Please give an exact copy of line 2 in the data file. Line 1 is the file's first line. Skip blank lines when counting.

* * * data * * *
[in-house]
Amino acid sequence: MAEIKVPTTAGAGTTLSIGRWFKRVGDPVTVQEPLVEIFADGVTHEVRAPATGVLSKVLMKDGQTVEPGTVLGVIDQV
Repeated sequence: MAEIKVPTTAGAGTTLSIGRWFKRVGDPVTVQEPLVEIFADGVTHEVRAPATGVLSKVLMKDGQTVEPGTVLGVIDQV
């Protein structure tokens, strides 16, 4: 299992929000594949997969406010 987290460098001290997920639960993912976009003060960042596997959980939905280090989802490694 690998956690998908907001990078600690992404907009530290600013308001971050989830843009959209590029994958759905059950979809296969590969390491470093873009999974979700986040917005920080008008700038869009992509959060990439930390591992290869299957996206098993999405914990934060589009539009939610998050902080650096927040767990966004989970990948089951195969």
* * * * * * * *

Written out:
Amino acid sequence: MAEIKVPTTAGAGTTLSIGRWFKRVGDPVTVQEPLVEIFADGVTHEVRAPATGVLSKVLMKDGQTVEPGTVLGVIDQV